Cholesterol Steroid Hormone Synthesis In Adrenal Cortex Desmolase Pregnenolone 3-β-Hydroxysteroid dehydrogenase Progesterone 17-α-Hydroxylase 21-α-Hydroxylase 17-α-Hydroxyprogesterone 11-Deoxycorticosterone androgen 21-α-Hydroxylase Androstenedione 11-Deoxycortisol 11- β-Hydroxylase Testosterone Corticosterone Peripheral Tissues NOT IN ADRENAL CORTEX Aldosterone Cortisol Estradiol
Pathway of Testosterone Production in the Testis Cholesterol In the Testis Androstenedione Testosterone 17b-hydroxysteroid Oxidoreductase N.B. In the adrenal cortex, androstendione(adrenal androgen) is formed. They are released to blood & converted in the testis (& peripheral tissues) to testosterone The production of androgens from cholesterol is identical to that in the adrenal, except that it continues from androstenedione to testosterone.
Pathway of Testosterone Production in the Testis • The main steroid produced in the male is testosteroneproduced from the testis. . • In the male, there is peripheral conversion of testosterone to: Dihydrotestosterone:in androgen target tissues, like muscles by 5 a reductase Or to • Estradiol : mostly in adipose tissue by enzyme cytochrome P450aromatase
Synthesis of Steroid Hormones in the Ovary Stimulated by FSH Stimulated by LH Granulosa Cells of the Ovary • In the ovary: Estradiol is formed from the conversion of androgens (testosterone) into estradiol by the enzyme cytochrome P450 aromatase(in granulosa cells). The androgens required for conversion come from the neighboring theca cells. Cholesterol Theca Cells Androstendione Testosterone Estradiol • Aromatase
FSH LH LH receptor cholesterol Androstendione Estradiol Granulosa cells Theca cells aromatase AndrostendioneTestosterone Synthesis of steroid Hormones in the Ovary FSH ++ secretion of estrogen Regulates growth of ovarian follicle LH ++ estrogen secretion ++ ovulation FSH receptors LH & FSH stimulates estrogen secretion FSH regulates growth of ovarian follicles LH stimulates ovulation
21 -Hydroxylase Deficiency 17-hydroxy-progesterone Progesterone Androstenedione In Peripheral Tissues 21 -hydroxylase 11-deoxycortisol 11-deoxycorticosterone Testosterone Cortisol Aldosterone Precocious sexual development in ♂ Virilisation of ♀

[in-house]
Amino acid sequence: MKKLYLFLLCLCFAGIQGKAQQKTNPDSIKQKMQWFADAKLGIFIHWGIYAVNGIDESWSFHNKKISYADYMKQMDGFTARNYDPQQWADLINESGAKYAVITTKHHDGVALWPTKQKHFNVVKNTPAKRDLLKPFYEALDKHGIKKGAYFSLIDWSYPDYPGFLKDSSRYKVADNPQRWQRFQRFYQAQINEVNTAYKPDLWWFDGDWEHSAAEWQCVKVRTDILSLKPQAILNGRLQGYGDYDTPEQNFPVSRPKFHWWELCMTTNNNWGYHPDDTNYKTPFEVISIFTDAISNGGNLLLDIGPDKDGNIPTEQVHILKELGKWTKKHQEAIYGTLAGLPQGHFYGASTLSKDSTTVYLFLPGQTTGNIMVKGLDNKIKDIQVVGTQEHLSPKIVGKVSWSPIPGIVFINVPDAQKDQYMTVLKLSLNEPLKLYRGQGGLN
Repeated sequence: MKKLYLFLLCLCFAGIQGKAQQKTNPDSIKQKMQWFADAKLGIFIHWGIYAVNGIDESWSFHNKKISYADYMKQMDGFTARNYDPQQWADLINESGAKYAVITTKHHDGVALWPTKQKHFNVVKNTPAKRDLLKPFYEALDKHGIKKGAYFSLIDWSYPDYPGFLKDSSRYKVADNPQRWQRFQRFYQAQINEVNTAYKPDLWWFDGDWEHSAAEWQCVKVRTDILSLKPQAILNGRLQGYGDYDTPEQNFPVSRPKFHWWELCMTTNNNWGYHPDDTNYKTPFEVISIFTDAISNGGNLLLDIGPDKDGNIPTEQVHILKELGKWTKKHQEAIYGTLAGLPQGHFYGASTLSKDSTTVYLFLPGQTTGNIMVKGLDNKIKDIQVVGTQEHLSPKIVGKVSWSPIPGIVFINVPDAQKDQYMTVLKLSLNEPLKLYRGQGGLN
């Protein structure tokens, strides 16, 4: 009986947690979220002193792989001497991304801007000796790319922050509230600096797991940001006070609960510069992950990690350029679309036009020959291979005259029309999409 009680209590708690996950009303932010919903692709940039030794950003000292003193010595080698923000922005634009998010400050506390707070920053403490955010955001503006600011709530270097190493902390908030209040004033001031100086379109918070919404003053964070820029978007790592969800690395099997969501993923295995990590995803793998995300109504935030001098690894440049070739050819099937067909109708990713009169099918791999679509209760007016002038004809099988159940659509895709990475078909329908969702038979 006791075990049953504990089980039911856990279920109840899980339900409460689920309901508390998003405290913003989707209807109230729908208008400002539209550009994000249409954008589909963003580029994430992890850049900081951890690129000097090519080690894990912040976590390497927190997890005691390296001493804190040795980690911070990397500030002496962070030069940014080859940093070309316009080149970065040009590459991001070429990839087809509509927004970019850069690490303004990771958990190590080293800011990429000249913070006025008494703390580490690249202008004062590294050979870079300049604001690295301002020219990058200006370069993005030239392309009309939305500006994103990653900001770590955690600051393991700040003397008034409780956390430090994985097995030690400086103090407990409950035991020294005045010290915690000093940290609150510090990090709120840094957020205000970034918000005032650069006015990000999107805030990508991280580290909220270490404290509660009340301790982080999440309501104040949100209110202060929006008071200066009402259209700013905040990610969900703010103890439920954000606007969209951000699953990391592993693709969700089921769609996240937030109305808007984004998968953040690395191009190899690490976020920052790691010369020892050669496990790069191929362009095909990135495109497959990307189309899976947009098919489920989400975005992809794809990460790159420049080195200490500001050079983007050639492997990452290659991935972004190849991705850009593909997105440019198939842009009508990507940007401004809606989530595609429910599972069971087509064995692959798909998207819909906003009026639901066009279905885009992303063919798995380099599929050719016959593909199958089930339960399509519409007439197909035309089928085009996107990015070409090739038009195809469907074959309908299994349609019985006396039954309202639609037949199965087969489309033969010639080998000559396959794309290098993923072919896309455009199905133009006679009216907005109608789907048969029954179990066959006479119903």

Case -1 : A 37 years old housewife Complaining of: Headache Weakness on trivial efforts Wasting in proximal limb muscles Polyuria Drinks water more than before On Examination: BP: 165/105 BMI: 33 Provisional Diagnosis: ?? Investigations: ?? Diagnosis: ??
Clinical Biochemistry Lab Investigations Fasting Blood Glucose: 160 mg/dl (N: 70 – 110 ) Urine glucose: nil Adrenal Function Tests Serum Cortisol at 8:00 AM : 410 nmol/L (N: 150 - 550) Serum Cortisol at 10:00 PM: 390 nmol/L (N: up to 200) Dexamethazone Suppression Test: Serum Cortisol: Basal (before dexamethazone 1 mg administration): 420 nmol/L After 48 hours of dexamethazone 1 mg administration: 410 nmol/L Insulin hypoglycemic Test: Serum Cortisol Basal at blood glucose 4.5 mmol/L: 435 nmol/L After blood glucose 1.5 mmol/L: 480 nmol/L ACTH at 8:00 AM: less than 2 ng/L (N: 7-51 )
Case -2: A 29-year-old female patient exhibited a rounded face, hirsutism, upper body obesity, easily bruised skin, severe fatigue, muscle weakness, and anxiety. She also complained of irregular periods. A long term sufferer, she had been prescribed prednisone for the past 2 years. Findings on examination revealed high fasting blood glucose levels and high blood pressure. Cortisol levels were below normal. Which one of the following is the most likely explanation to account for the patient’s symptoms? A. Decreased levels of insulin B. Increased levels of testosterone C. Decreased secretion of ACTH D. Excess exogenous glucocorticoid hormone E. Increased hepatic metabolism of steroid hormones
Prednisone acts as a glucocorticoid hormone analog, giving rise to Cushing syndrome symptoms after prolonged administration.
Case -3 A patient suffering from weakness, fatigue, nausea, and vomiting Low blood concentrations of Na+ and Cl− & high levels of serum K+. Physical examination revealed a deep tanning of both exposed and unexposed parts of the body and dark pigmentation inside the mouth. The hyperpigmentation in this patient most likely resulted from which of the following? A. Increased secretion of ACTH B. Prolonged exposure of the patient to ultraviolet radiation C. Excessive ingestion of β-carotene–containing foods D. Activation of melanocytes caused by medication side effects E. Inhibition of plasma membrane Na+, K+-ATPase
Hyperpigmentation is a feature of Addison disease, the diagnosis in this case. Decreased plasma cortisol because of adrenal insufficiency releases feedback increase of ACTH secretion by the pituitary, resulting in elevation of ACTH biosynthesis. The ACTH precursor peptide is cleaved to yield melanocyte-stimulating hormone (MSH)the factor responsible for hyperpigmentation even in areas not exposed to sunlight.